I would echo the feelings of many on how these individuals operate - I also understand that a big part of the problem is that the Vranichs own so many properties and can only do so much at once... which is detrimental to all the properties that sit vacant. They can also afford to leave something an illegal parking lot for years and go ahead with whatever opportunity in whatever location can get done at the moment with the biggest paycheck.
This is why we're not seeing any movement on certain properties at all because they're waiting for other things to get into place -- they own too many properties to make sure that anything is done in a timely manner. They will come out ahead in the end from owning so many properties, but it's not good for the city to have so many properties owned by the same people and have them move so slowly.
I can understand that at least they're doing something
as opposed to owners who do absolutely nothing with every property they own - some of the projects that did get done, like those houses turned into commercial on the south-east corner of Queen/Main, are good inside and out - and the full brick restoration on the easternmost building impressed me quite a bit. Unfortunately, it will be years until anything is done on the majority of properties they own, and it will be all based on what's most profitable at the time.
For example, I heard one rumour that the derelict apartment building on King they own will get turned into the planned movie theatre, but they're basing that on a revenue stream from the Dundurn Lofts project (a property they now own) getting off the ground first and providing the money to do the next thing. I'm very skeptical on ever seeing those lofts get anywhere, but if there's an impetus to get that project done in order to enable a more profitable one like that movie theatre property, perhaps it will happen... one day - just as if the hotel project is now profitable it may have the go-ahead this year too.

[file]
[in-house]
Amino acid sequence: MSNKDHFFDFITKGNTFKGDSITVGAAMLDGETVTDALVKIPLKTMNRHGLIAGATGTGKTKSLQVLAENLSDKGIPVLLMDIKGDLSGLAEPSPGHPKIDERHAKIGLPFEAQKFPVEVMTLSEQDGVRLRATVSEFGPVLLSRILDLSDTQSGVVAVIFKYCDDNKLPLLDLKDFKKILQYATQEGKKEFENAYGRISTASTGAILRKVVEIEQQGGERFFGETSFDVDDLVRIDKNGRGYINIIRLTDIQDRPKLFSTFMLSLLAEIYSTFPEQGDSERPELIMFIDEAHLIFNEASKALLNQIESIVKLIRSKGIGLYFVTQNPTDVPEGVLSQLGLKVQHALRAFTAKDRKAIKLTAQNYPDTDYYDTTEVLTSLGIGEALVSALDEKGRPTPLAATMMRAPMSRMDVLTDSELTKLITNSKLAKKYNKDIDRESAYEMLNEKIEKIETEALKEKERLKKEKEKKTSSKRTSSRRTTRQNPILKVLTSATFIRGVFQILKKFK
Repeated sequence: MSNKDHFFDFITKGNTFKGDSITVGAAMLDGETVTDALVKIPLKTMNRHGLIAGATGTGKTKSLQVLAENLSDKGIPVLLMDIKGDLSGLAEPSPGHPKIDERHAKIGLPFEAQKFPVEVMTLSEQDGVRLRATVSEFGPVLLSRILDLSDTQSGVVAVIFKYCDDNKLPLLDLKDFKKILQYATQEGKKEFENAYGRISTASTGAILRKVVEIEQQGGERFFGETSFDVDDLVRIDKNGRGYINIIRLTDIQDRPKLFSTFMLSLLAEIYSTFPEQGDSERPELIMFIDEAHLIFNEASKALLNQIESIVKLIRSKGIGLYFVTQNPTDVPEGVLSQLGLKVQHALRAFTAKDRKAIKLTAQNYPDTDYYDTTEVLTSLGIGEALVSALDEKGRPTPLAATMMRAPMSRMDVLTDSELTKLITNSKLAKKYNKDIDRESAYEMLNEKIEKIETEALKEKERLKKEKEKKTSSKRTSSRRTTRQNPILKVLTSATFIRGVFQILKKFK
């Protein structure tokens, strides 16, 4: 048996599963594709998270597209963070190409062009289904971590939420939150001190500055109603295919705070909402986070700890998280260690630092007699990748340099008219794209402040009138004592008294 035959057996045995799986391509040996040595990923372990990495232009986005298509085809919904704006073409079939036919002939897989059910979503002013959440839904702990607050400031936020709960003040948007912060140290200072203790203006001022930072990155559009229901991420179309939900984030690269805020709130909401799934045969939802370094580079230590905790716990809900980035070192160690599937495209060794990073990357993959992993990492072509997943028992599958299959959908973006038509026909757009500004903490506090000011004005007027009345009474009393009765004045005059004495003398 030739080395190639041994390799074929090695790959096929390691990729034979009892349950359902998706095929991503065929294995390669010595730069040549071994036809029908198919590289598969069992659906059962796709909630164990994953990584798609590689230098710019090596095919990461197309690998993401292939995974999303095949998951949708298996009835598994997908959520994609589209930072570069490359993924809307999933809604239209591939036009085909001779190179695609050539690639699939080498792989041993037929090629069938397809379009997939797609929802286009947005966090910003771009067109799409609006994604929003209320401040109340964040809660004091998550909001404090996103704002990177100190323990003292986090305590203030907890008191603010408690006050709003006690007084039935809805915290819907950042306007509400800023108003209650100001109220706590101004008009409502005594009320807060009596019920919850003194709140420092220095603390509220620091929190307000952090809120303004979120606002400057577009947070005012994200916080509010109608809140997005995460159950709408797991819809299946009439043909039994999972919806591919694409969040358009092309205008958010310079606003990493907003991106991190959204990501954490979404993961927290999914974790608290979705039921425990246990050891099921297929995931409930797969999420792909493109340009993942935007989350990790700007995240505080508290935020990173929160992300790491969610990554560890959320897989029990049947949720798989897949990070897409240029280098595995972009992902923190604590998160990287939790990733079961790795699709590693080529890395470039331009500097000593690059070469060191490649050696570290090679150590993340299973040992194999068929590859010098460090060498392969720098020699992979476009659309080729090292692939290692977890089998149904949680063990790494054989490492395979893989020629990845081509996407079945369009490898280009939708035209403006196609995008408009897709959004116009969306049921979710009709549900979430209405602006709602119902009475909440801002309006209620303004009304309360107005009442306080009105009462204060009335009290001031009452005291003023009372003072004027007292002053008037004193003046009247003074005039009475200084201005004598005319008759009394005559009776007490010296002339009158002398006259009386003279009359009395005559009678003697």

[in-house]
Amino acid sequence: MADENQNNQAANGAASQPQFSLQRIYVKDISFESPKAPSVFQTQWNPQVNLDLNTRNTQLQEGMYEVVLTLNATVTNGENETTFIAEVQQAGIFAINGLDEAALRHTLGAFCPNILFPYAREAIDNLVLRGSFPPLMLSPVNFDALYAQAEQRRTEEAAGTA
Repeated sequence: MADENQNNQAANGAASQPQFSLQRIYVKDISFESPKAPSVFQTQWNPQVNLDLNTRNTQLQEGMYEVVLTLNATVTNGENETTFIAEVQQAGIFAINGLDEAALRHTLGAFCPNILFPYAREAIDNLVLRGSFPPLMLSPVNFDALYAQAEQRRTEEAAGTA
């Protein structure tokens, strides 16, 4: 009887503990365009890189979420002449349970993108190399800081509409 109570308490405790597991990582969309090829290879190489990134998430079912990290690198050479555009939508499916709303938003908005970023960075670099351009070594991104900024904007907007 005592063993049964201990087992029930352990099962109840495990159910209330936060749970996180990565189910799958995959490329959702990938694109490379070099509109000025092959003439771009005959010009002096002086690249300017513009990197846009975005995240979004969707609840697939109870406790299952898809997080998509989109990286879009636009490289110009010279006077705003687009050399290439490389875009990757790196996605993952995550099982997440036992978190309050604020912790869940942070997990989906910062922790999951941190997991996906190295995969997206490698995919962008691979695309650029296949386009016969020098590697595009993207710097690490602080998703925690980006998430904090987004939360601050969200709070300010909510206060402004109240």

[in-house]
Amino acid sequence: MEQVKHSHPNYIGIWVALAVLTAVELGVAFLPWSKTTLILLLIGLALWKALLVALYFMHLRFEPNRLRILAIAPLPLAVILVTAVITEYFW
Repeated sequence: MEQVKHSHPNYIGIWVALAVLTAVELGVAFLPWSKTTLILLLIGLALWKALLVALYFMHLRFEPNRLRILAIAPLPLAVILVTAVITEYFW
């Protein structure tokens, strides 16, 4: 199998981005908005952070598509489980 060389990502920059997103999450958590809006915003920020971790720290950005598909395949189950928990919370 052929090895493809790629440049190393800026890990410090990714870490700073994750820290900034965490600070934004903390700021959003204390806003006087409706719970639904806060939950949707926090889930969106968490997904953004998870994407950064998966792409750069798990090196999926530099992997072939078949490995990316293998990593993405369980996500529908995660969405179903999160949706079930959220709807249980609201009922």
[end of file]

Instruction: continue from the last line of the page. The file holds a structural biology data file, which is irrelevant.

On one hand, I understand that, as a businessperson, you have to put profit first and they have no greater obligation to better the city. If that's their character, that's their character. On the other hand, the city suffers from it, and (especially when it's an illegal use of property), that shouldn't be acceptable or tolerated. What the solution is there... who knows?
Originally Posted by Jon Dalton
... a policy that everyone knows about prior to buying and makes their business decisions accordingly. Downtown can't be the playground of out of town speculators and currently there is little to prevent it.
I couldn't agree more. It likely couldn't be retroactive, but there should be something in place. I'm sure there's examples of other municipalities that have taken measures/put in policies that we could go from.